Next up “The King’s Man.” It stars Ralph Fiennes (Orlando) and is a prequel to “The Kingsman” films. The beginning of the London secret service group known as the Kingsman is explored. The director and co-writer are Matthew Vaughn. Fiennes, who also executive produced, plays a British aristocrat and the Duke of Oxford. When he and Emily, his wife, and their young son Conrad visit a Red Cross aid camp in South Africa during the Boer War, she is killed by a sniper attack. The Duke of Oxford returns to England with one mission: to protect his son Conrad.
Orlando, a sworn pacifist, is determined that the world needs help to stop these types of conflicts before they occur. Twelve years later, Orlando recruits two of his servants, Shola (Djimon Hounsou) and Polly (Gemma Arteton), into his spy network dedicated to protecting the United Kingdom and the British Empire from WWI. Conrad, eager to fight, is forbidden to join up by the over-protective Orlando, who speaks with the leader of the British war effort to ensure Conrad cannot enlist. Orlando and Conrad also meet Captain Morton (Matthew Goode) and World War I-era British Army officer Herbert Kitchener (Charles Dance).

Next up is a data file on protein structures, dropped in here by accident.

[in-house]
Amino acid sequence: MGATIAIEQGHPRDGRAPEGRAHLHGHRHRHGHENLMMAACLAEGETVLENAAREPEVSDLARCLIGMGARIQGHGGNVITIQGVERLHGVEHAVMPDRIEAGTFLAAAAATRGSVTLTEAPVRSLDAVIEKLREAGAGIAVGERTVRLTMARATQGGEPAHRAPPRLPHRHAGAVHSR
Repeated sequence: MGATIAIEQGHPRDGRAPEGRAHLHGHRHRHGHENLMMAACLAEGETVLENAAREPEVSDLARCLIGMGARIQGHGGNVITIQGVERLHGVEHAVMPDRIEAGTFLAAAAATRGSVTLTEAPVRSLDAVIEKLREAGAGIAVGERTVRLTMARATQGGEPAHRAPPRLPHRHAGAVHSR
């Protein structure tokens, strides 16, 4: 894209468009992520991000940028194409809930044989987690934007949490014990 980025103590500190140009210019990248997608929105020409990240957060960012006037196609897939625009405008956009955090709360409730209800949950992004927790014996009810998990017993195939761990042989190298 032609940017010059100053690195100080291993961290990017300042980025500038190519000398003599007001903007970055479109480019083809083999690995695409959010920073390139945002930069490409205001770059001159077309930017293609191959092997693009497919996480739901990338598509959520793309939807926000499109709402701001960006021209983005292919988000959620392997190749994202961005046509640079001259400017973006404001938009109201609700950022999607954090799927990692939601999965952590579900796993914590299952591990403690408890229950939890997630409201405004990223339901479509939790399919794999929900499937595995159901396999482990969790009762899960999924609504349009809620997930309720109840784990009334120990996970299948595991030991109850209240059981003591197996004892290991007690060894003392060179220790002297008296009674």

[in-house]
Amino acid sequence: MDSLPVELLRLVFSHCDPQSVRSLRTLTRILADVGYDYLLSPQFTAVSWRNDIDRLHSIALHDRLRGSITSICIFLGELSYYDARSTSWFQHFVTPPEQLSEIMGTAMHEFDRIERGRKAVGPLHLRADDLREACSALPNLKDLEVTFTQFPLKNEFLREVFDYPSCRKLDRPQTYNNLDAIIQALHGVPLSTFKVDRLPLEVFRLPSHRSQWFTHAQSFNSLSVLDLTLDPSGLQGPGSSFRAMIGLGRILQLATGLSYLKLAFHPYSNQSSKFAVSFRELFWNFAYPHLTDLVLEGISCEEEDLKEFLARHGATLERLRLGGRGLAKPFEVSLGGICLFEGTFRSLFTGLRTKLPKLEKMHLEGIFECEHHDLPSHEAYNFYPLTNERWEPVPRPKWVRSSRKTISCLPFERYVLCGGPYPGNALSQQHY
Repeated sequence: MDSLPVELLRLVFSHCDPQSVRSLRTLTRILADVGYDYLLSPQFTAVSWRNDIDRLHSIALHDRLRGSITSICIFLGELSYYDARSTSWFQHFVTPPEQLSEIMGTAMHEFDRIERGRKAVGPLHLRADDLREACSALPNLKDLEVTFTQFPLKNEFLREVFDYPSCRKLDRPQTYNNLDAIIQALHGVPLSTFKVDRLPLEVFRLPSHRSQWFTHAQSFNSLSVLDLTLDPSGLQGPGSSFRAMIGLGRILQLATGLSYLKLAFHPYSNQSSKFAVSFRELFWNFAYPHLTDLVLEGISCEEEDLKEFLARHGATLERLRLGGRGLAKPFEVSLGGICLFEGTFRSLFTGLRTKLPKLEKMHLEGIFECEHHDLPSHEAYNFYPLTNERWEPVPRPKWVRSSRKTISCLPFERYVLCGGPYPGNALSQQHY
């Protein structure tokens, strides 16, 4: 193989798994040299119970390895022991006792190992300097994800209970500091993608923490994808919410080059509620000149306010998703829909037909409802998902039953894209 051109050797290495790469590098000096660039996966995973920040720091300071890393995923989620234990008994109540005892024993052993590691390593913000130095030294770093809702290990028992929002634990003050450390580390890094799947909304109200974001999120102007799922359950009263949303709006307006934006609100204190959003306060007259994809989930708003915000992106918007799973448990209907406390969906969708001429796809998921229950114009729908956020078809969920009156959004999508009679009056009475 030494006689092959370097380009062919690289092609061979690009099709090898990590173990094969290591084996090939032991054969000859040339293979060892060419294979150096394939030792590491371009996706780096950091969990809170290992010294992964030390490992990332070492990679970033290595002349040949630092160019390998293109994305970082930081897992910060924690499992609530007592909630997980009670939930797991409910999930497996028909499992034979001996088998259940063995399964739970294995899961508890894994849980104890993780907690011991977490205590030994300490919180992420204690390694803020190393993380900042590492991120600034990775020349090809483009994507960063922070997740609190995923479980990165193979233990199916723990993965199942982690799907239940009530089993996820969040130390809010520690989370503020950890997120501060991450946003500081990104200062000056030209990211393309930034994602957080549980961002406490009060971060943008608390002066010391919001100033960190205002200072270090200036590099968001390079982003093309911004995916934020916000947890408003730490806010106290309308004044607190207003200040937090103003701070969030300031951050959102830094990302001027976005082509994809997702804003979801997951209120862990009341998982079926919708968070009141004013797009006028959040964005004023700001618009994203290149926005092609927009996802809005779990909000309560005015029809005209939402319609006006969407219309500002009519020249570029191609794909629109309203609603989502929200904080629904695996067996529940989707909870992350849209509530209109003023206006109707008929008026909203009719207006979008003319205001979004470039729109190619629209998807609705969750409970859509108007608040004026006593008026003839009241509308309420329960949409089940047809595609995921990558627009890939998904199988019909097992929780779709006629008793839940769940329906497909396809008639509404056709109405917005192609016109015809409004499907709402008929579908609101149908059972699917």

Tom Hollander juggles three roles (King George, Kaiser Wilhelm, and Tsar Nicholas). You may recognize him from Robert Altman’s 2001 murder mystery “Gosford Park” and Pride & Prejudice 2005. Most recently, he played the role of the band’s Queen long-time manager Jim Beach in “Bohemian Rhapsody.”
The major villian’s are Rasputin (Rhys Ifans) and Erik Jan Hanussen (Daniel Bruhl). Subtlety in most scenes are rare; while whiplash is evident, the transitions are sudden and unexpected. The toggling back and forth between and war drama and absurdity plagues the film as a ‘tonal mess. What does become clear is the set-up for the next installment with an even better cast namely Taron Edgerton, who is sorely missed in this film.
The Bottomline: I’m out two stars out of four; the script lacks the humor of the first two films and frankly is missing the actor Taron Edgerton. You may enjoy the action scenes, but those don’t carry the entire film.
Thanks so much for listening in tonight. This is your National Film and TV critic Sarah Knight Adamson for Sarah’s Backstage Pass.
Studio: 20th Century Studios
Run time: 2 hours and 11 minutes
Sarah Knight Adamson© December 26, 2021
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